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Trump and Pelosi Dominate Ads Aimed at Rallying and Repelling Voters

Topics that have consumed Washington-the confirmation of Supreme Court Justice Brett Kavanaugh and the probe into Russian interference in the…

Topics that have consumed Washington-the confirmation of Supreme Court Justice Brett Kavanaugh and the probe into Russian interference in the last presidential election-are barely a blip in political advertising this year. President Trump and House Democratic Leader Nancy Pelosi, meanwhile, are featured in thousands of ads, suggesting Republicans and Democrats are trying to galvanize their bases ahead of the pivotal midterm elections.

More than 16% of ads in Senate and House races across the country mention Mr. Trump, and about 8% include Mrs. Pelosi, according to an analysis by The Wall Street Journal of Kantar Media / CMAG data. By contrast, the Russia probe and the Supreme Court combined came up in about 2% of the ads that have aired through Oct. 20, the analysis found.

PRESIDENT TRUMP: The Republican President has told crowds of supporters that the midterms are all about him. Og baseret på reklame, nogle kandidater tror det også. Mr. Trump is mentioned in House and Senate ads more than any subjects except health care and taxes.

Yet, at least from an advertising perspective, former Democratic President Barack Obama was a bigger target. In de middellange verkiezingen van zijn eerste termijn, 28% van alle Huis en Senaat advertenties-volledig 50% van alle GOP-advertenties-waren anti-Obama. In jaar, minder dan 7% van de advertenties dragen een anti-Trump message. Trump-opposition commercials make up just 1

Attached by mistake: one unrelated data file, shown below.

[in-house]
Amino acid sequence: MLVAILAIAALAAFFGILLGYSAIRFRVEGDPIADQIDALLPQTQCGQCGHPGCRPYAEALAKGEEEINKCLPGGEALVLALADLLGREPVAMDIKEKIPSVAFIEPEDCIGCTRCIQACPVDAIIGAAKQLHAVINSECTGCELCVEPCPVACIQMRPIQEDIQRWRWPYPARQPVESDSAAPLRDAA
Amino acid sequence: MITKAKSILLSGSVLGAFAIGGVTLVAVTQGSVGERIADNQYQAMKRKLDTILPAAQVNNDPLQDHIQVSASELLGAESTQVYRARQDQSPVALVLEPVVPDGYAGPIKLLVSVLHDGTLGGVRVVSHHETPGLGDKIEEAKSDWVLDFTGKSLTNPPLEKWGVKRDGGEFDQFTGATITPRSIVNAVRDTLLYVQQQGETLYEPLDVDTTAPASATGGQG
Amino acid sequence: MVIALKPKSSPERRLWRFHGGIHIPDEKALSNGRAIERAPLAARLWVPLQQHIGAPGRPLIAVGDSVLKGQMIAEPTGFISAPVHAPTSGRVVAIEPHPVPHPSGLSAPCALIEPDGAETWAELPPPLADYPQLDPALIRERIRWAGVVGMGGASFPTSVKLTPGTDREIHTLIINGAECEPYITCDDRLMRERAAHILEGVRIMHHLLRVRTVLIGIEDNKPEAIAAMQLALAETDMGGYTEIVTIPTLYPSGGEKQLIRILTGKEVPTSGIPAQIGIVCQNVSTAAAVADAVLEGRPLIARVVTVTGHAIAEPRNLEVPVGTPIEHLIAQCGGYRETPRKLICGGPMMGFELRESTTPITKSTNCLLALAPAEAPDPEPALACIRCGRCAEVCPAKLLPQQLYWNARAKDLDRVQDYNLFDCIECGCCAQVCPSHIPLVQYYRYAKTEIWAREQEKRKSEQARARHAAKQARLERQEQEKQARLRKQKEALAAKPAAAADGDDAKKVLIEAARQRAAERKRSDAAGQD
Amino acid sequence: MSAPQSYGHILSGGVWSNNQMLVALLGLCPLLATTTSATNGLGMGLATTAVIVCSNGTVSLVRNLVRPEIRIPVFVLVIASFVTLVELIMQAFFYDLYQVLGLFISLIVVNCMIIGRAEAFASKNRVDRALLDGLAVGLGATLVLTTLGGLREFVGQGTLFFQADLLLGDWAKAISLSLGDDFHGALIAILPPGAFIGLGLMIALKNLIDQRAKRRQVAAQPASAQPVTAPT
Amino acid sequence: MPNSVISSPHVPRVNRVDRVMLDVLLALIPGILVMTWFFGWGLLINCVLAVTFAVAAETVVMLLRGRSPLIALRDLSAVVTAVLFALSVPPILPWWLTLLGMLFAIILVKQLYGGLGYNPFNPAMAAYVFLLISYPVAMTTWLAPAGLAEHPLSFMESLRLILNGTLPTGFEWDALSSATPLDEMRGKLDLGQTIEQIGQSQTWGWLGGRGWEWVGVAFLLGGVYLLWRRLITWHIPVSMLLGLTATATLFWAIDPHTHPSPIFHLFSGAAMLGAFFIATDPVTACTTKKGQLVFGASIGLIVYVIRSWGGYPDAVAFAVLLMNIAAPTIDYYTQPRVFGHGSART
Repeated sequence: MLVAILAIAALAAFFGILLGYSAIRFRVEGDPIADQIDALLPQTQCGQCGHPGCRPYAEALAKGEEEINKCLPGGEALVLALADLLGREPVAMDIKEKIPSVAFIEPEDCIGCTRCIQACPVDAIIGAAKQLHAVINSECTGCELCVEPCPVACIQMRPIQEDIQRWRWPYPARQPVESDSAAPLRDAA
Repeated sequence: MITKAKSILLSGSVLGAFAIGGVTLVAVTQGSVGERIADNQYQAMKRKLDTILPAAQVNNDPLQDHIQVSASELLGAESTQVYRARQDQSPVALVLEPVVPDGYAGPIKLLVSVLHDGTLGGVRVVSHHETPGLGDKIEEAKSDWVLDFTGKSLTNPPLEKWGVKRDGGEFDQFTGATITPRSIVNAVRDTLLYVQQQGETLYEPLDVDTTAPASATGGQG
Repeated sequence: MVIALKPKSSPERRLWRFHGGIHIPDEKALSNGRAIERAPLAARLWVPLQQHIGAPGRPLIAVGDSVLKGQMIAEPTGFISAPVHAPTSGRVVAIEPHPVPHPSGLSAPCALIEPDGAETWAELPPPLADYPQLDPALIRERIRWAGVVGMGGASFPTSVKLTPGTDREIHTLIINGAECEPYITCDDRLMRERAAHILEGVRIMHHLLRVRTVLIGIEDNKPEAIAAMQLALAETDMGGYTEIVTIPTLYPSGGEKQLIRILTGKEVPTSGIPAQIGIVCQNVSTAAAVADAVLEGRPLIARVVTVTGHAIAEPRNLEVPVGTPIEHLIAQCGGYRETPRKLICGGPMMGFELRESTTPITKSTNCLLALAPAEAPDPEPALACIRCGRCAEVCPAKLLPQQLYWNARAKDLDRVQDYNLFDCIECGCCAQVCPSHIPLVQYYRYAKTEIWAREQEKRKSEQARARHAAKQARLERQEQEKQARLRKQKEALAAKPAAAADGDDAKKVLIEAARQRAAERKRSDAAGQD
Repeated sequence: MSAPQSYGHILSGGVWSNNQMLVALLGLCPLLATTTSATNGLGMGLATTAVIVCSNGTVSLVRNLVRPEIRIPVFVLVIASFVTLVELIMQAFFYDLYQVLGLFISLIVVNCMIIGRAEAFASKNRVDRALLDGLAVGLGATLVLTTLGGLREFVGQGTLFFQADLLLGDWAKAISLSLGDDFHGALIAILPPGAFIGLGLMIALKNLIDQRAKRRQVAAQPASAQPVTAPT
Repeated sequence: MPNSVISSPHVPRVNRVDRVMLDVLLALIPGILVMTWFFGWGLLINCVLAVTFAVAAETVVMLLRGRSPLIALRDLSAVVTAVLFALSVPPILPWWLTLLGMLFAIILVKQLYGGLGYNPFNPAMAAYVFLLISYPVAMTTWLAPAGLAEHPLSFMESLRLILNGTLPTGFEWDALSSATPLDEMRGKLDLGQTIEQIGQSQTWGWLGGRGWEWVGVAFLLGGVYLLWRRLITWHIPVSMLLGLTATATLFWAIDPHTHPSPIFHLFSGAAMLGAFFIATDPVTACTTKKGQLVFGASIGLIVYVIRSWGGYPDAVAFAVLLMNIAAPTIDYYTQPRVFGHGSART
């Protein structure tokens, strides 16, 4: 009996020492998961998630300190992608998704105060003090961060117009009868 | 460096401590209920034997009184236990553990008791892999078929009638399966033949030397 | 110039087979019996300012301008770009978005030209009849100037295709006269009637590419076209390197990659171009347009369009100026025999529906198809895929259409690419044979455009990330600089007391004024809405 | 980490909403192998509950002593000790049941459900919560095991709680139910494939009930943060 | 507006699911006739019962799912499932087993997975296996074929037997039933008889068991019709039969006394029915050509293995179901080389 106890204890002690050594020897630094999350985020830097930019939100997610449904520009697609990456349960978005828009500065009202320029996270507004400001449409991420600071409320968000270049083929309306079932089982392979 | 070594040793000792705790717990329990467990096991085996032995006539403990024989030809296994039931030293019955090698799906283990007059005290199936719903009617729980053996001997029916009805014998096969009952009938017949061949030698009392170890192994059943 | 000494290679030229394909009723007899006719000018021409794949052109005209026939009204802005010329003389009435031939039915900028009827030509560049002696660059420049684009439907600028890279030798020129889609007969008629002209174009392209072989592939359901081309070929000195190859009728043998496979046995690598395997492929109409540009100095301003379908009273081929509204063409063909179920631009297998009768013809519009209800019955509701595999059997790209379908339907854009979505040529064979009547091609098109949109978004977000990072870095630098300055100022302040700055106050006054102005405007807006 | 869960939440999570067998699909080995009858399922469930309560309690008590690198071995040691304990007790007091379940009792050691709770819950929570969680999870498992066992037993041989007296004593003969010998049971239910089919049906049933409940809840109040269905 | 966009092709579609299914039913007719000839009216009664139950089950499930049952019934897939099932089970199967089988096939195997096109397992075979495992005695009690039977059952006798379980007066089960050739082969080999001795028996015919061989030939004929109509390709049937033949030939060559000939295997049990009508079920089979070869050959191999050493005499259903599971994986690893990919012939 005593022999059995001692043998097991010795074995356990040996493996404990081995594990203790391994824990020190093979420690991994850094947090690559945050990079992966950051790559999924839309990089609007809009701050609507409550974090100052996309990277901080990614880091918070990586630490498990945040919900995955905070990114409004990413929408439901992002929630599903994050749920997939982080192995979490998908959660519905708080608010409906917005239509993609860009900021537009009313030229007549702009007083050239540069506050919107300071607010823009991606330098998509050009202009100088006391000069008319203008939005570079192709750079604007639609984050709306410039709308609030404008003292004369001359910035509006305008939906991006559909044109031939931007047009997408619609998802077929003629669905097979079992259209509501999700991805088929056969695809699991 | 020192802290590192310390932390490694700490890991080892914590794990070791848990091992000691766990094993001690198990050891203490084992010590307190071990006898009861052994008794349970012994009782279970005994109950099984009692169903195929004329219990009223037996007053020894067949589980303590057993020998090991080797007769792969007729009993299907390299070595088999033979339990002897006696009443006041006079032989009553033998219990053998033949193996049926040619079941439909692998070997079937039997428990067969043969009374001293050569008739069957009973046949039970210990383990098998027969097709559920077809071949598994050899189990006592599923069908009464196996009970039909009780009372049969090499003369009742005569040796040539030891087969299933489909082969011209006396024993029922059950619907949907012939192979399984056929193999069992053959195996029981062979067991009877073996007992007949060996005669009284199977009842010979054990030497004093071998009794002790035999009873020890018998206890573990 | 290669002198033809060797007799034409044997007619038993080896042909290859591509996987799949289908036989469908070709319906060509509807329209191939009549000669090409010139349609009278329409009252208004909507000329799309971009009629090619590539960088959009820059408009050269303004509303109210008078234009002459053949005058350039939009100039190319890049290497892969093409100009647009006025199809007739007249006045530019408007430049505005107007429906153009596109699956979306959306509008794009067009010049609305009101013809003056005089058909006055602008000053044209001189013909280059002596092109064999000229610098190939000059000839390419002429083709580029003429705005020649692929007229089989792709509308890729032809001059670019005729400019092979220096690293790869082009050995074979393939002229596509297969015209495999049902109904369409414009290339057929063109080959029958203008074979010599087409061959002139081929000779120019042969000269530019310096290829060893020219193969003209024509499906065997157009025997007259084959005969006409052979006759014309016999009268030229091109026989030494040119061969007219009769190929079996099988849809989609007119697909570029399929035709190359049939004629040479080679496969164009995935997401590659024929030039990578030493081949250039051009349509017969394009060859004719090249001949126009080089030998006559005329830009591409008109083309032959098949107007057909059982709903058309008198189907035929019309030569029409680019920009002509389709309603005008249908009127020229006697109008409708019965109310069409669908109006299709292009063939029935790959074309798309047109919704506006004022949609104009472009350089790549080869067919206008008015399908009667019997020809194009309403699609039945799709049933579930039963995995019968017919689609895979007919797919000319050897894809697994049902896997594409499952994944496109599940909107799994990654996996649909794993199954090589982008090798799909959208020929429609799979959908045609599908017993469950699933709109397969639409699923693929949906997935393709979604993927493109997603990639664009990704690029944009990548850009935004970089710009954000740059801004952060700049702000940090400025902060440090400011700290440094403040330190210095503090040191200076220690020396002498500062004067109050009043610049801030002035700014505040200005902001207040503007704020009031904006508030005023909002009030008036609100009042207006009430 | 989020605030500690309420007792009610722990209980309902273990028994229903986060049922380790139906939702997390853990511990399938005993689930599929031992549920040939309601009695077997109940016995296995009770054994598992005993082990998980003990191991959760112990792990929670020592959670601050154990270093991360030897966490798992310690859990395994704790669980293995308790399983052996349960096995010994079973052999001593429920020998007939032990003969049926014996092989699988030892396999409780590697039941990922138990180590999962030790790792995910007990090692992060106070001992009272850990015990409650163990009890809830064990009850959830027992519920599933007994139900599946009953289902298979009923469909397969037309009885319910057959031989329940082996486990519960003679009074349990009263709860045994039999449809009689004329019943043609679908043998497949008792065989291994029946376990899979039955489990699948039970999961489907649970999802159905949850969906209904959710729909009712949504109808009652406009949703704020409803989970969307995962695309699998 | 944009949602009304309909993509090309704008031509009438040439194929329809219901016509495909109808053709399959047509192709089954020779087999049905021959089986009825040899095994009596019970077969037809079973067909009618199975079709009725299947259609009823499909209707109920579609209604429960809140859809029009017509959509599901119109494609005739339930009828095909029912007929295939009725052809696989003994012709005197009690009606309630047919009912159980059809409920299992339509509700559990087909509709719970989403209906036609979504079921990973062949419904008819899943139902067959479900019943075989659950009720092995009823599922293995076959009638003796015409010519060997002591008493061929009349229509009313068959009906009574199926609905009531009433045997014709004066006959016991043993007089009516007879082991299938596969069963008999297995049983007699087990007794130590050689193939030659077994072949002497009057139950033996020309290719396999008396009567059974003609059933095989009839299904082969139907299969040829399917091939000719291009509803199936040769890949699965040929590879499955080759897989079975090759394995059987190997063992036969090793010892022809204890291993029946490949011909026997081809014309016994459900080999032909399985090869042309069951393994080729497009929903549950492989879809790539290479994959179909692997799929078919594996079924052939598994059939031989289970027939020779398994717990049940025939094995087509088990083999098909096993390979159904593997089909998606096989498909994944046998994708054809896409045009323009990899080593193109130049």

5% of Democratic ads.

PROTECT: When Mr. Trump comes up in an ad, more often than not it is in a positive or protective context. About 146,600 Republican ads include claims the candidate will work with Mr. Trump or sound notes of support for him.

“They are going to try to impeach the president,” Republican West Virginia Senate candidate Patrick Morrisey says of “liberals” in his new ad, which also intones: “Voting for Joe Manchin gives Democrats impeachment power. “

SUPPORT: It’s not just Republicans speaking approvingly of Mr. Trump. Some 23,672 Democratic Senate ads do the same. These are most common in the states that elected Mr. Trump by wide margins, where Democratic senators are trying to hold on to their seats.

“When he’s for Hoosiers, I’m with him,” Indiana Sen. Joe Donnelly says in one ad. In another, he splits a log with an ax and says, “I split with my own party to support funding for Trump’s border wall.”

“I work with President Trump, when he does what’s right for West Virginia,” Sen . Joe Manchin says in an ad.

NOTE: Not every vulnerable Senate Democrat is taking this tack. Late. Bill Nelson in Florida, a state that just barely chose Mr. Trump, says in a new ad, “When President Trump asks for something that’s good for him and prayed for Florida, I know what I’ll do-I’ll say no.”

GOVERNORS AND TRUMP: Mr . Trump is making appearances in gubernatorial ads, too. More than 114,000 Republican ads tout or promise cooperation with Mr. Trump, while about 91,000 Democratic ads highlight differences with him.

Perhaps the most memorable Trump-related ad is one of Republican Florida governor hopeful Ron DeSantis. In it, hij speelt met zijn kinderen in Trump-themed instellingen. One child builds a “wall” out of colorful blocks, Mr. DeSantis reads the president’s book “The Art of the Deal” to another and teaches a third how to say “Make America Great Again.”

LEADER PELOSI: The biggest bookman of this year’s midterms is actually a woman. More than 135,600 House and Senate ads have mentioned Mrs. Pelosi, in an entirely negative context. Det er mere negativ reklame end Mr. Trump has faced this year. The reason? Mrs. Pelosi typically has higher unfavorability ratings than Mr. Trump.